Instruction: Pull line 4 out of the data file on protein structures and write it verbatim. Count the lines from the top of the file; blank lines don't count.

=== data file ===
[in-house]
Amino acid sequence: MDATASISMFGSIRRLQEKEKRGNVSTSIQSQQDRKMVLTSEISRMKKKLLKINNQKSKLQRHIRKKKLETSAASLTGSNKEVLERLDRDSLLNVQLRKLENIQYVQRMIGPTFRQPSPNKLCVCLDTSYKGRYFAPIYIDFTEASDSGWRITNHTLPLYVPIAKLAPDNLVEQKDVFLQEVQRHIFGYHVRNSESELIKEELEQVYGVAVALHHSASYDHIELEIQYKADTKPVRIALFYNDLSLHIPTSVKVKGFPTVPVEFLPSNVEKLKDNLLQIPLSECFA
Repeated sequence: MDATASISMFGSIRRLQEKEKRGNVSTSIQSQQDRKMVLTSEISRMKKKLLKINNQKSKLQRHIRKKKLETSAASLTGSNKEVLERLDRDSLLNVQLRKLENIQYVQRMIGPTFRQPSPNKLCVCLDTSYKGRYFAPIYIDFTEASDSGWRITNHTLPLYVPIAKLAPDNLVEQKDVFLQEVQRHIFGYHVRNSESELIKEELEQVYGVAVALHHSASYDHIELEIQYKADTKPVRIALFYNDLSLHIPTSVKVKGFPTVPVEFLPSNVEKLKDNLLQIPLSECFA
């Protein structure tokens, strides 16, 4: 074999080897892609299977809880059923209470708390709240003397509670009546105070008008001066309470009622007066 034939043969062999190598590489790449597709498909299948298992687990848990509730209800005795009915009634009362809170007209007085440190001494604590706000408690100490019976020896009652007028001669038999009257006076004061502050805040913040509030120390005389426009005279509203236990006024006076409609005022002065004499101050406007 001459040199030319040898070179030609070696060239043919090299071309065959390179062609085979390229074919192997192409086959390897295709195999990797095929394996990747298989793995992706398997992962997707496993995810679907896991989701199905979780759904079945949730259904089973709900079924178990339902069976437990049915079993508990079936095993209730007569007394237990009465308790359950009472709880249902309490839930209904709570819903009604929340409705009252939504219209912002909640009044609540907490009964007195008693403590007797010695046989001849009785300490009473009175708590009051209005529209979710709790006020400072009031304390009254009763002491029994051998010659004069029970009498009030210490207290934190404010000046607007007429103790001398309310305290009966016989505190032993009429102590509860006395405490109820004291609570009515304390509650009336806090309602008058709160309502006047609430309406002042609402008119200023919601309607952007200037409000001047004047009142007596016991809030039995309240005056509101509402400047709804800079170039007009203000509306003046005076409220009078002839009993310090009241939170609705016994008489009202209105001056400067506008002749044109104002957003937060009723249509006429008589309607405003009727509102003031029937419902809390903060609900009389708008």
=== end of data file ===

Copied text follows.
């Protein structure tokens, strides 16, 4: 074999080897892609299977809880059923209470708390709240003397509670009546105070008008001066309470009622007066 034939043969062999190598590489790449597709498909299948298992687990848990509730209800005795009915009634009362809170007209007085440190001494604590706000408690100490019976020896009652007028001669038999009257006076004061502050805040913040509030120390005389426009005279509203236990006024006076409609005022002065004499101050406007 001459040199030319040898070179030609070696060239043919090299071309065959390179062609085979390229074919192997192409086959390897295709195999990797095929394996990747298989793995992706398997992962997707496993995810679907896991989701199905979780759904079945949730259904089973709900079924178990339902069976437990049915079993508990079936095993209730007569007394237990009465308790359950009472709880249902309490839930209904709570819903009604929340409705009252939504219209912002909640009044609540907490009964007195008693403590007797010695046989001849009785300490009473009175708590009051209005529209979710709790006020400072009031304390009254009763002491029994051998010659004069029970009498009030210490207290934190404010000046607007007429103790001398309310305290009966016989505190032993009429102590509860006395405490109820004291609570009515304390509650009336806090309602008058709160309502006047609430309406002042609402008119200023919601309607952007200037409000001047004047009142007596016991809030039995309240005056509101509402400047709804800079170039007009203000509306003046005076409220009078002839009993310090009241939170609705016994008489009202209105001056400067506008002749044109104002957003937060009723249509006429008589309607405003009727509102003031029937419902809390903060609900009389708008």